Monday, October 15, 2012

From the Posthuman Blues Archives (Part 2)

Detail of Another World - M.C. Escher - woodcut - 1947

Sunday, February 01, 2004

"I'm almost done with Raymo's "Skeptics and True Believers." Wading through that odious chapter on UFOs was worth it; I love this book. Not at all your typical attempt to unify science and religion -- a task that takes up a lot of shelf-space that could be put to more productive use.

Science has yet to provide the sort of anthropocentric comfort so many human beings are looking for. Most people consider a mechanistic, impersonal cosmos intolerable, harsh, forbidding. They want their ontology cuddly and reassuring. Hence Precious Moments and the 700 Club and "Creation Science." Not to mention more faddish preoccupations like Wicca and predigested Eastern mysticism. (If you think Precious Moments should be downgraded to the list of mere fads, guess again. It's a literal cult with surprisingly deep roots.)

Raymo, like Carl Sagan, argues that there is a numinous grandeur to reality just as we find it. And there is; I experience it on a near-daily basis. I don't need "life after death" to help me sleep at night. I don't need any watchful deities to give me morality. I happen to like and appreciate the fact that I'm a flux of particles forged inside long-exploded stars, a small portion of the universe sculpted in such a way as to reflect on its own beginning and eventual end. I have an innate yearning for the intergalactic abyss, the seminal pyrotechnics of the Big Bang, the distant roar of supernovae."

- Mac Tonnies, via this PHB post


Wednesday, April 14, 2004

"Getting rid of the meat. Jettisoning obsolete human baggage. When to say "when"? Is there a critical threshold where the route to transhuman ascendancy takes an abrupt downward fork?

It's conceivable humans will eventually have the technology to edit their own memories, rearranging their mental furniture as casually as dragging icons across a computer desktop. Can we trust ourselves with such ability? What will we decide to delete?

Click and drag . . . Click and drag . . .

Are you sure you want to delete the contents of the Recycle Bin?

Assuming you click "yes," the you that ponders the outcome is a new and different you. Maybe not a substantially different you -- but then again, how will you ever know?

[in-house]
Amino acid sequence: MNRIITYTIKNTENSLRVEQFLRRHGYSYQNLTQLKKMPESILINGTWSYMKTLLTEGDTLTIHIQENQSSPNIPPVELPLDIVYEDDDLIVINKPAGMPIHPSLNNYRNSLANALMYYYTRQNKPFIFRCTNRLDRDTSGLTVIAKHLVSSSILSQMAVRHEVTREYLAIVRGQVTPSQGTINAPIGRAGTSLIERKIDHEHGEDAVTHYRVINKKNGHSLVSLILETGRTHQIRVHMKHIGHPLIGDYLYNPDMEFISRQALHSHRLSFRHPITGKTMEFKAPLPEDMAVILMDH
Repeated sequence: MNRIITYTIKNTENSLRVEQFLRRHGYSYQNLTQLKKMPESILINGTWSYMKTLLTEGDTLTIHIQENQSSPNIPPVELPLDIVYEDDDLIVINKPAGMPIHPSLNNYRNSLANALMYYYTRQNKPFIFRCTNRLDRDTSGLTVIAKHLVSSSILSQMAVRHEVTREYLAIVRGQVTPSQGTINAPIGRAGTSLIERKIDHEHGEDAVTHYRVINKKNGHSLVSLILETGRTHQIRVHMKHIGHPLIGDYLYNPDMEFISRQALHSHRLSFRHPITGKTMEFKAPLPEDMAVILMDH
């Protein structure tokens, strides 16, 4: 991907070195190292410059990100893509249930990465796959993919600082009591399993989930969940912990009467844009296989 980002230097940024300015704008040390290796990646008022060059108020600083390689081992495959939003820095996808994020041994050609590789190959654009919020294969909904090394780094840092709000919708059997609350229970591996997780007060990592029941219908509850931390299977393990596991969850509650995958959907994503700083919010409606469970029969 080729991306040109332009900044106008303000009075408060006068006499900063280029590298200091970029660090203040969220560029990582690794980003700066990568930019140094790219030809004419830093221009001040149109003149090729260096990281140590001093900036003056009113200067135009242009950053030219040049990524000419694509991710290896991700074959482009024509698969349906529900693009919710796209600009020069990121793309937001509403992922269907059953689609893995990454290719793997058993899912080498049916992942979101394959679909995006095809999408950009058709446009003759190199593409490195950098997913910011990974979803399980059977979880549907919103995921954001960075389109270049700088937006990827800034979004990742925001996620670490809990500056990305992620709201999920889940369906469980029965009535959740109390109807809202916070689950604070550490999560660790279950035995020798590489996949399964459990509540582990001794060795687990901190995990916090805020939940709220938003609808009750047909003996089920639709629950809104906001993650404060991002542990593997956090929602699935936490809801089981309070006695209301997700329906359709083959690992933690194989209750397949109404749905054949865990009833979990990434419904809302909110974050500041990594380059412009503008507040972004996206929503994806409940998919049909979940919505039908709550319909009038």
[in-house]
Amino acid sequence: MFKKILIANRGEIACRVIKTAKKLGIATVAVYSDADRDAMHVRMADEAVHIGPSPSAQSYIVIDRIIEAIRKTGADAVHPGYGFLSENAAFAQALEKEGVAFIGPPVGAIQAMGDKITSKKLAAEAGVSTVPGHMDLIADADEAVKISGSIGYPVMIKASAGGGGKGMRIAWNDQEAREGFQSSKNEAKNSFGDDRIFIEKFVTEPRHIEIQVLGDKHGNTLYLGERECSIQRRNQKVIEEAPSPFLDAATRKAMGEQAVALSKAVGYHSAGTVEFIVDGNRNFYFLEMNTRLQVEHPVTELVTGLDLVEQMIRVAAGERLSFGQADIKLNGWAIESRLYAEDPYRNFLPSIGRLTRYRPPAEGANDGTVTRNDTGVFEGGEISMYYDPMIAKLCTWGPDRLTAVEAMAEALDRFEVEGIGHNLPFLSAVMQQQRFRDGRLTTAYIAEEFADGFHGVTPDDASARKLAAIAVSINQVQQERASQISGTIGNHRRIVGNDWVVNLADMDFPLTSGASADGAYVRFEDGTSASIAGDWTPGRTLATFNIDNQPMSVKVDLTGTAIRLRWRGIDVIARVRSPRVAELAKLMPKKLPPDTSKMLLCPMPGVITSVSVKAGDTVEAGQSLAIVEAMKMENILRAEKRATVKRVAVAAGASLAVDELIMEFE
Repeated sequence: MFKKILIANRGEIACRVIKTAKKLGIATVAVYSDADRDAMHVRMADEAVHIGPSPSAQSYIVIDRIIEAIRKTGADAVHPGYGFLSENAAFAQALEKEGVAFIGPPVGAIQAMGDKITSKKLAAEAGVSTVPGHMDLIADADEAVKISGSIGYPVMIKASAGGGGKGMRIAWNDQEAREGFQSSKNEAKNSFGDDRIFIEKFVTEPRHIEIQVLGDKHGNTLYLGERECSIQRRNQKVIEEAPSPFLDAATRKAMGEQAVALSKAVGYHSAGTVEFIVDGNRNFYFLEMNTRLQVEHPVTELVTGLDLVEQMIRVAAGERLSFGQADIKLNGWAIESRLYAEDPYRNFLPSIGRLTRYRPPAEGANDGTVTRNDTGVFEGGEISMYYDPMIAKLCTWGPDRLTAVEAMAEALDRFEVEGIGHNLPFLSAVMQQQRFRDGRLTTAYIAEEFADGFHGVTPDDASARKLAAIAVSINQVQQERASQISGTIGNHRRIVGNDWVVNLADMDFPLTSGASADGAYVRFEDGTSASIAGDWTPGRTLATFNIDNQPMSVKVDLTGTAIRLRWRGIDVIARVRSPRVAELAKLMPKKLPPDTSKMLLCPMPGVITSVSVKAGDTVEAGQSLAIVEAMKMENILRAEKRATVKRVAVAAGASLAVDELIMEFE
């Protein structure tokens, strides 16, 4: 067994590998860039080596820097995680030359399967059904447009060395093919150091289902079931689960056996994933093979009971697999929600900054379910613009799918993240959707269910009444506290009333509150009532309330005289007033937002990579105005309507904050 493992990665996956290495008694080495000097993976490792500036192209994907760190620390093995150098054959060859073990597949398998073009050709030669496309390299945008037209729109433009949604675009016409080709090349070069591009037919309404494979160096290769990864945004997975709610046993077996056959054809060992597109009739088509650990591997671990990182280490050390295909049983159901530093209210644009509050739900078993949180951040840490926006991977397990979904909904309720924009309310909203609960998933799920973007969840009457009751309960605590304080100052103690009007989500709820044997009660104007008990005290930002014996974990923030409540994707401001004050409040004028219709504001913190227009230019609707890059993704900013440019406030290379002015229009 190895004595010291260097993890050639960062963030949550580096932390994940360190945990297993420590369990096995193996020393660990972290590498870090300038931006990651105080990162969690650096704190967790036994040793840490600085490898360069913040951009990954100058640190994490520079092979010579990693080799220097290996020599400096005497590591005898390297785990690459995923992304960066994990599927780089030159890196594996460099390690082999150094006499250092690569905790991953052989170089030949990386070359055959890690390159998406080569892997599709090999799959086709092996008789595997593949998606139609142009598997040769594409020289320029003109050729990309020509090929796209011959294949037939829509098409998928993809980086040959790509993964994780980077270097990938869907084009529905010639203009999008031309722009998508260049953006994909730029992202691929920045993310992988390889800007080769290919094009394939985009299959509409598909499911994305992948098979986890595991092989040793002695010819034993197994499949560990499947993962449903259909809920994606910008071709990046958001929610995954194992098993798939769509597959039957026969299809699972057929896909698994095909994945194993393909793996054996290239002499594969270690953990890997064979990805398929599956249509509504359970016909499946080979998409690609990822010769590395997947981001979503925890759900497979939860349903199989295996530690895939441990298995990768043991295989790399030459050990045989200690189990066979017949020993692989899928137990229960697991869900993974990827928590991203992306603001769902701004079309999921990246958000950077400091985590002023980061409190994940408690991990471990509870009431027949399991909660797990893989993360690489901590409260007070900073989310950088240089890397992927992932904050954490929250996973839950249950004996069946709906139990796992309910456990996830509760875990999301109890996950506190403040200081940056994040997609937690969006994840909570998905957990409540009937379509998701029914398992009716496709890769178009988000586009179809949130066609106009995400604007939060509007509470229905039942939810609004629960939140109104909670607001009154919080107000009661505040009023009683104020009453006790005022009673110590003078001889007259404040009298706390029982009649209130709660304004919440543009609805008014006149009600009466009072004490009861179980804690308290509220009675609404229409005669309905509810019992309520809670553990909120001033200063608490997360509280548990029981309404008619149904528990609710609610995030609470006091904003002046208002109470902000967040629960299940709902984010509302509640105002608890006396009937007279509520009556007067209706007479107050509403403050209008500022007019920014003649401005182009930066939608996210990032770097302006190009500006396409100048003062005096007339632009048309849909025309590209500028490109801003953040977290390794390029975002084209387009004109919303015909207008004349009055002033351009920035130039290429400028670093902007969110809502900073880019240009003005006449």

Some hobbyist technophiles buy ancient computers so they can pore over the contents of their hard drives, upon which all sorts of esoteric (and sometimes useful) data can be found languishing. I can imagine neuro-hackers 50 years from now lopping the heads off fresh corpses and purging their brains of recoverable memories. Recycling them. Sifting through the sensory debris of subjective centuries. Blood from a stone.

Maybe this has already happened. Maybe I'm already dead and someone is simply rummaging through the contents of my brain. Looking for something, perhaps. Or maybe simply for the vicarious hacker thrill: What did this guy think about? Talk about voyeurism; it doesn't get any more intimate than that.

More disturbing is the prospect that probing a nonliving mind can actually trick the dead person's synapses into a spurious sense of autonomy -- the tragic misconception that this is real when in fact reality bears no resemblance to the images and sensations triggered by the scanning process. And what is consciousness, really, but a sensation?

Dead frogs can be made to jump by jolts of electricity applied to the right muscles in the proper sequence. In a strictly biomechanical sense, the frog is tugged back in time, restored to a clumsy semblance of functionality. A dormant human brain may not be as sacrosanct as we assume. "Dead" brains may even be a valuable commodity for a near-future information economy.

So what do we call this technologically assisted parody of thought? Can the brain being hacked be made to experience new stimuli or is it read-only-memory? Perhaps more pertinently, is there a qualitative difference between the thoughts of a living brain and the synaptic acrobatics of a dead brain commanded to believe it's actually alive?

If not, then the definition of "alive" begs redefinition. As proponents of cryonic suspension are justly fond of pointing out, it certainly wouldn't be the first time in medical history that we've been forced to revise our criteria for death."

-Mac Tonnies, via this PHB post

Now on Trans-D... Remembering Mac II: Metamorphosis Interrupted

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